Medication adherence is a growing concern among clinicians, healthcare systems, and other stakeholders (e.g., payers) because of mounting evidence that non-adherence is prevalent and associated with adverse outcomes such as more frequent hospitalizations and higher costs of medical care . Medication non-adherence is likely to grow as the US population ages and as patients take more medications to treat chronic conditions . Therefore, understanding the barriers to medication adherence, particularly in the elderly population, will be essential . The emphasis on performance measures that reward quality based on the attainment of treatment targets such as blood pressure, or outcomes such as 1-year mortality after hospitalization for conditions such as acute myocardial infarction, reinforces the importance of longitudinal medication adherence. In particular, the Centers for medicare and medicaid services (CMS) utilize several quality measures to assess medication adherence in patients with T2D . Barriers for optimal adherence to treatments for T2D could be due to regimen complexity. Studies examining the association between anti-diabetes medication regimen complexity and anti-diabetes medication adherence have shown that regimens with less frequent dosing are associated with increased adherence [34, 35]. However, adherence to treatments after a certain period of time is similar for orals and injectables, so lack of adherence may not be solely based on regimen complexity. Previous work has shown that GLP-1RAs have better adherence rates than insulin but lower rates than oral treatments. Counseling patients on the use and benefits of GLP-1RAs could also be key in promoting lifestyle modifications and adherence to these treatments .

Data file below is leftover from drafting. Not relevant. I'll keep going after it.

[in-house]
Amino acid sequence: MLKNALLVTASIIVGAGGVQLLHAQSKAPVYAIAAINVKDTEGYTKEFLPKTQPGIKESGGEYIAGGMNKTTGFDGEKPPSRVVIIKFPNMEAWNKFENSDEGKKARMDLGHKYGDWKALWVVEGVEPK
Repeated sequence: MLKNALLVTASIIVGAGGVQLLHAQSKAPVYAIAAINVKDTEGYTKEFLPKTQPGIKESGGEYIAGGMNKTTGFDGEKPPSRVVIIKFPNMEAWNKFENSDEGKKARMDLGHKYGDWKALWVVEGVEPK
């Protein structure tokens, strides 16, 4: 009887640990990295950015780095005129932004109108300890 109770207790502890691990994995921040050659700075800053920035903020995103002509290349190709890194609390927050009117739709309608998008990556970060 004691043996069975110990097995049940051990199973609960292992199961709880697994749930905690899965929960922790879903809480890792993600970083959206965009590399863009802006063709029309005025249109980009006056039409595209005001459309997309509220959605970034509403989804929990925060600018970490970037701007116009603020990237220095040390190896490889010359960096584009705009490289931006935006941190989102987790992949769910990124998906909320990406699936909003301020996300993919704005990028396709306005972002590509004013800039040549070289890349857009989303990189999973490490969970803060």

Medication adherence also has an impact on resource utilization in older patients, not only for diabetes but for the other comorbidities. As these patients age, they will require or seek out more healthcare services and require more hospitalizations . Based on these results, the specific GLP-1RA a patient received did not have an impact on hospitalizations; however, adherence to their GLP-1RA therapy resulted in a significant reduction in risk of hospitalization. Because of the increasing resource use, it is important to understand the relationship of adherence with resource utilization and also other factors that may contribute to increased health care resource use. In this analysis, we also identified different patient characteristics that were associated with a greater chance of hospitalization, which may provide further understanding in identifying high-risk patients with diabetes and supporting patient-centered, personalized care.
This study has several important limitations that should be considered when interpreting the current findings. Administrative claims data are subject to potential coding error and are not collected for research purposes. Such errors may introduce measurement error with respect to ICD-9-CM–based variables. Administrative claims data also have certain limitations regarding the type and amount of data available. The representations of provider specialties are not always captured well on medical claims, therefore making it difficult to examine how a visit with a diabetes educator or nurse or who prescribed a specialty treatment could influence outcomes. Claims data can also constrain the ability to look at social conditions that might influence outcomes. Not all data points are available for patients, such as HbA1c levels, which could be used to further show the importance of an outcome.